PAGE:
I am currently working on several projects using Illumina 450k DNA Methylation Microarrays. In order to detect Differentially Methylated Probes (DMP), I usually employ the Empirical Bayes-based method in the _limma_ package. Based on the paper by Pan Du et al, I stick with M-values to fit the statistical model, and usually employ beta-values just in graphs and reports that are going to be read by fellow biologists.
In order to retain only results with a certain biological relevance, we usually apply a threshold on effect size, keeping only the probes that are significant and with a big effect size. Nothing new or fancy to this point. However, it is not uncommon to argue with fellows at the lab about the benefits or drawbacks of M-values against beta-values when trying to set a coherent effect size threshold.
Mathematical properties of M-values let us set a fixed threshold on effect size, while this is not that easy for betas. However, setting a threshold on M-values differences (say 1.4, as stated in the previous paper) usually results in a set of probes where a lot of them seem to present very small differences in beta-values (say, for example, 0.01), specially those near the minimum and maximum. This is very counterintuitive for a biologist, who is going to argue against it based on the fact that such a small difference means nothing from a biological point of view.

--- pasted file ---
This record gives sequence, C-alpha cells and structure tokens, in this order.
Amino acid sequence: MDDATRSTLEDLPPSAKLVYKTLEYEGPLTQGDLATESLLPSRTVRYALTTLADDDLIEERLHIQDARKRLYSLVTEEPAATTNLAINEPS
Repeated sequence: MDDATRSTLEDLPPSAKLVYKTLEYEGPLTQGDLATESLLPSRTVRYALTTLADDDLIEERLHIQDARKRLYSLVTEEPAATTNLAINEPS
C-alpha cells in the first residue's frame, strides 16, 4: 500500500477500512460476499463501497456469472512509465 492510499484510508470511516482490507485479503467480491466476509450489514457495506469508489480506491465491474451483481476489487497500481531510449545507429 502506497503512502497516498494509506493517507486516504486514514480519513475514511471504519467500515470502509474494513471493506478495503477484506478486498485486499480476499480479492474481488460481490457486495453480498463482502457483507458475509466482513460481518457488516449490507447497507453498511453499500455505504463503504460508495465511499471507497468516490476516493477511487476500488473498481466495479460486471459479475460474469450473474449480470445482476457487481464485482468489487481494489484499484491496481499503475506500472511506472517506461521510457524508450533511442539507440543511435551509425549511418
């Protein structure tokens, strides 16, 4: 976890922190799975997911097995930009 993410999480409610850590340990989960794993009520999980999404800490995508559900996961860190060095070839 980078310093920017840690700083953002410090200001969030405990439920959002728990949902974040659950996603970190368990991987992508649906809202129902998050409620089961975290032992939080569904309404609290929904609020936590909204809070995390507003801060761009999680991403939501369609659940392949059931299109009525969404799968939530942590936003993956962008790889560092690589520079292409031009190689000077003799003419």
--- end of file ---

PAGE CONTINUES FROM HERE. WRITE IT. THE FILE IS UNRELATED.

My mental idea of what's happening there is related to the technical bias of the 450k. This is, I try to convince people that a small difference in that region is as credible as a bigger difference in the middle region (around 0.5 in beta), due to the array design, but I do not think if I am right, or if I can even see correctly what is going on.
What do you usually do in your pipelines? Use M-values for the fit, and beta-values differences as thresholds for effect sizes? A first threshold on M-values and a second filtering step based on betas? Everything with betas? Nothing at all?
Any hint will be much appreciated.